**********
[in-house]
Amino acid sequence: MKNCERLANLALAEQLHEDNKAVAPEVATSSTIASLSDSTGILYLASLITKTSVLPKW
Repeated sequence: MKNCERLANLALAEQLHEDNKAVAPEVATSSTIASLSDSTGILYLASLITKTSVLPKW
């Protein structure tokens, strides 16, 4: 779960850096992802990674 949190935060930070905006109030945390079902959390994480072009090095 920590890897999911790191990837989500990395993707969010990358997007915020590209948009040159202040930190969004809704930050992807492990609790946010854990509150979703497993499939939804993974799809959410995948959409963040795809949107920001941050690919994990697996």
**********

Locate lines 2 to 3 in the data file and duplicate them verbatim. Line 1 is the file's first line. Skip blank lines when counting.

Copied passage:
Amino acid sequence: MKNCERLANLALAEQLHEDNKAVAPEVATSSTIASLSDSTGILYLASLITKTSVLPKW
Repeated sequence: MKNCERLANLALAEQLHEDNKAVAPEVATSSTIASLSDSTGILYLASLITKTSVLPKW